Experience Sussex, Winter 2003


Priest more benign on bonfire…

Roman Catholic priest Father Eric Flood has told his parishioners that he now feels ‘more benign’ towards Lewes bonfire. In his St Pancras parish newsletter he said: “After all, without too much condescension, they were doing their best to express, impress and entertain the very English multitude which, let’s face it, is none too open to amusement.

Joy and fire in an age of hard living and runaway costs. After seven years I have become more aware of problems in the expression of what is another age. We don’t need to fight too hard over Protestant/Catholic issues any more; we have to live in charity and make allowances for the present time.

Priest More Benign On Bonfire

Sussex Express, Friday, November 14, 2003


Society offers reward for return of banner…

Disheartened members of Newick Bonfire Society are appealing to the thief who stole one of their banners on Lewes Bonfire Night to tell them where it is. They are offering a small reward for information leading to its recovery with no questions asked about identity of the culprit. The wooden shield-shaped banner has the name of the society and a picture of Guy Fawkes painted on it.

Society Offers Reward For Return Of Banner

It was stolen from the society’s hired coach which had been parked at Tesco while the members were out enjoying the night. The banner was left behind in the coach because one of the men destined to carry it had hurt his back. The three other society banners were used in the processions. Said Newick committee member Glenda Saunders: “The banner is several years old, of no use to the thief but important to us. It is possible the thief realised it was of no use to him and dumped it. If that is the case then we will offer a small reward simply to find out where it is and pick it up”. Glenda can be contacted on 05111605.

There was stunned silence when Commercial Square Bonfire Society committee members learned how much money had been raised from their November 5 street collection. The grand total was £1,605 – the same numerals as the year of the Gunpowder Plot. Commercial Square fancy dress winners were; best dressed junior Jonathan Fuller (Indian dancer), best dressed man Nick Furnell (North American Indian), best dressed woman Gill Hobden (Sioux Indian), best dressed junior in children’s procession Sam Jones (Indian), alternative costume Mandy Lomoriello (Death in Venice).

Borough bonfire winners were; best Zulu Geoff Burrow, best male Tudor Nigel Lewis, best female Tudor Ann Marie Goacher, best original costume Derek Hastings, best boy Gerry Lewis, best girl Charlotte Allsobrook. Borough collected £660.97 on the night for the RNLI, Lewes YMCA and St John Ambulance.

Sussex Express, Friday, November 14, 2003


Face behind the 118 adverts…

I noticed that at least twice in last week’s Express the Borough Bonfire Society tableau (the 118 runners) was said to be based on David Bedford. This has been strongly denied by the creators of the 118 adverts who say that the model for the skinny, moustached athlete was not David Bedford but in fact American middle-distance runner Steve Prefontaine. Many have ridiculed this claim, saying that the white vest with the red hoops is exactly the kit Bedford wore when running for Great Britain in the 1970s.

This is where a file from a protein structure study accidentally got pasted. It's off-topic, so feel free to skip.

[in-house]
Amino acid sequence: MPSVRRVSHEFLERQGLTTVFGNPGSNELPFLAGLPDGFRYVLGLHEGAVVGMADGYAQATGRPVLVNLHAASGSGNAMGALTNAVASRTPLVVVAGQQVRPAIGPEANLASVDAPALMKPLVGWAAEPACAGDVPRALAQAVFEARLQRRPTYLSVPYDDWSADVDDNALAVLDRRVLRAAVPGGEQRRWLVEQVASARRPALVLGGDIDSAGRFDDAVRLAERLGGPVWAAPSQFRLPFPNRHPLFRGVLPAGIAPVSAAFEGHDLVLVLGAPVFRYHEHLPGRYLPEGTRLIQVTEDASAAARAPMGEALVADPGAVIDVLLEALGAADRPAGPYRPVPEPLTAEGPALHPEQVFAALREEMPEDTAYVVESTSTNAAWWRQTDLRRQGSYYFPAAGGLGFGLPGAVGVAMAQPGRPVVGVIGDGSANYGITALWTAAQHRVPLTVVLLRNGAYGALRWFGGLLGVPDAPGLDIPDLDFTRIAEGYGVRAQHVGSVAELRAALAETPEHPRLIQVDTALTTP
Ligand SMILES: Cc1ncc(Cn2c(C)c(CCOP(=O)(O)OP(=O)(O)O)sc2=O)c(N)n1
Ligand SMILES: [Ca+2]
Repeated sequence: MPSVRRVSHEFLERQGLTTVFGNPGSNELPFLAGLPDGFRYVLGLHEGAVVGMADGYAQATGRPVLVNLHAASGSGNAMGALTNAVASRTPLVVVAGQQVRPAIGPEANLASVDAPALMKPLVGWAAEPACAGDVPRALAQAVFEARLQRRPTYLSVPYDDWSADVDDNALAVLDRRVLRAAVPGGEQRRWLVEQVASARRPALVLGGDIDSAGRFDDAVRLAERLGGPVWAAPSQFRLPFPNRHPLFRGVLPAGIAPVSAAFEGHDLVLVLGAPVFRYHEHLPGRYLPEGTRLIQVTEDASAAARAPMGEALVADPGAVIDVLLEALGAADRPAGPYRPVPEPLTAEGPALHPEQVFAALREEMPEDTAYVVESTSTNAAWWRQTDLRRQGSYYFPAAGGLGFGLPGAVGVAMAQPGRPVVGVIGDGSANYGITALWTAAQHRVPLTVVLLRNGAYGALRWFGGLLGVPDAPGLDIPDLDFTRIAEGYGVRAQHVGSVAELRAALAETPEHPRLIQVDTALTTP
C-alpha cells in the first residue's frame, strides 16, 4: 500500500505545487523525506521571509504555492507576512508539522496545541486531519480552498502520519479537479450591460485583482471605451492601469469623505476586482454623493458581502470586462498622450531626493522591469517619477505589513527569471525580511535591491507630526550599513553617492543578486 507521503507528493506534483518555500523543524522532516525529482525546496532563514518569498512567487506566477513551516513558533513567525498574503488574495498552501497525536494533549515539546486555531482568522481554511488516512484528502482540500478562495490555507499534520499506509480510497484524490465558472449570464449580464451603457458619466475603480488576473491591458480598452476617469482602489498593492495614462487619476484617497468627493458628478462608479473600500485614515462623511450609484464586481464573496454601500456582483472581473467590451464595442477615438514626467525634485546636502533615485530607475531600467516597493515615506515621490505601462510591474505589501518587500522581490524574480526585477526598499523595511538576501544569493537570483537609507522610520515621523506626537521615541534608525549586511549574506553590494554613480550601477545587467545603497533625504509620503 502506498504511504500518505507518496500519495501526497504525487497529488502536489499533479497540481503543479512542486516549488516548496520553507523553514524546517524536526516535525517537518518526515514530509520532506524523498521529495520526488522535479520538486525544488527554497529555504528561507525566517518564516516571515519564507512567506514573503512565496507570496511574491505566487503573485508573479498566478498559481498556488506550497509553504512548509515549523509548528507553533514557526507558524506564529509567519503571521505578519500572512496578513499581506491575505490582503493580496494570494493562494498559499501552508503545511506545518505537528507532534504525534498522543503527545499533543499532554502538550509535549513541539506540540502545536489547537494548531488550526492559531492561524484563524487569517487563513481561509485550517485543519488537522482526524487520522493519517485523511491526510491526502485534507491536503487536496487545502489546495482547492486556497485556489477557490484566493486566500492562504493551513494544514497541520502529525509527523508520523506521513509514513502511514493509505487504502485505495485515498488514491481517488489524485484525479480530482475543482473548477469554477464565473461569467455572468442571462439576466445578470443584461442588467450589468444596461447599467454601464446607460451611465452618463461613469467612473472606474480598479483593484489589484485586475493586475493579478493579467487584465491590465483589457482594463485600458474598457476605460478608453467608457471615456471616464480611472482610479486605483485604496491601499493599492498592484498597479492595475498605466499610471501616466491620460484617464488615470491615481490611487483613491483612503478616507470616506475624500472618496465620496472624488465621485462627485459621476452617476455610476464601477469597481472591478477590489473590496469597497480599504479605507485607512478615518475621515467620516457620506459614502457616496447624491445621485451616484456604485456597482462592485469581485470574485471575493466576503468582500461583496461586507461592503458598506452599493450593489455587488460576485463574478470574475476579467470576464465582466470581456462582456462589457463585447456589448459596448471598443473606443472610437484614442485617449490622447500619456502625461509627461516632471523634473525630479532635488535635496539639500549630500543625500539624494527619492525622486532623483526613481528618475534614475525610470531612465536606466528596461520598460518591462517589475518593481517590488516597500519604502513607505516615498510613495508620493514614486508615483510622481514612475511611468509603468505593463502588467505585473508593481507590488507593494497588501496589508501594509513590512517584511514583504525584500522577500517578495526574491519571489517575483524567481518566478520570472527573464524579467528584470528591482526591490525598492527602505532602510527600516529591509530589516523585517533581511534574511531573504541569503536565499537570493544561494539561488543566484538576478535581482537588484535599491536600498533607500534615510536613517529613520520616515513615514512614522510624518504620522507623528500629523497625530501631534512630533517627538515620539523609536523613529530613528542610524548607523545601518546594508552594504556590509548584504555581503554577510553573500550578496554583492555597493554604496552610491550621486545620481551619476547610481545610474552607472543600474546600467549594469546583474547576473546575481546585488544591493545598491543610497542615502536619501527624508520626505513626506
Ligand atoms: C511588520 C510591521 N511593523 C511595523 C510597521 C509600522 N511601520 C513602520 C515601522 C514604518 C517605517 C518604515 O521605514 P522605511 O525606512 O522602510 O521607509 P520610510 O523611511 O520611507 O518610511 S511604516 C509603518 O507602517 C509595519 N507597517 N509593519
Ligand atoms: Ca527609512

Perhaps one reason for the incredulity is because Prefontaine (or ‘Pre’ as he was  popularly known) is hardly a famous name in the United Kingdom. Pre was one of the brightest athletics prospects of the early seventies but was killed in a car crash at 24. However, he played a significant role in the history of sport – as the muse of Nike founder Phil Knight he became immortalised within the company’s culture, and the story of Pre is still told and retold within the world’s biggest sports company even today (see for example

Sussex Express, Friday, 21 November 2003


Celebrating our freedom…

I was rather amused and a little saddened to read in an article in last week’s paper that John Webber, a past Mayor of Lewes and a Vice-President of the Borough Bonfire Society, refused to judge the Borough’s fancy dress competition due to the circumstances in Firle.

Celebrating Our Right To Freedom

I realise that these decisions are a personal resolve, but does John really think that judging a fancy dress competition for Borough has anything to do with Firle? Maybe John does not realise it, but the Mayor of Lewes, Councillor Mike Chartier, who is also the county Councillor for Lewes and district Councillor, is President of Waterloo Bonfire Society. I myself am a past Mayor of Lewes and I am very proud to be the President of Cliffe Bonfire Society. Indeed, I was pleased to witness our MP Norman Baker, buy a Cliffe Bonfire programme in the Cliffe Precinct.

Amongst members of Lewes Town Council and Lewes District Council there are several at least that have an interest in bonfire, either as members or as Vice-Presidents. Belonging to a bonfire society is not something to be ashamed of, with membership of at least 3,000 people the town’s bonfire societies are the biggest organisations in Lewes. Bonfire celebrates our right to freedom of speech and freedom of expression, something any politician should be proud of.

Sussex Express, Friday, November 21, 2003


‘Prosecute those who burn the Pope’…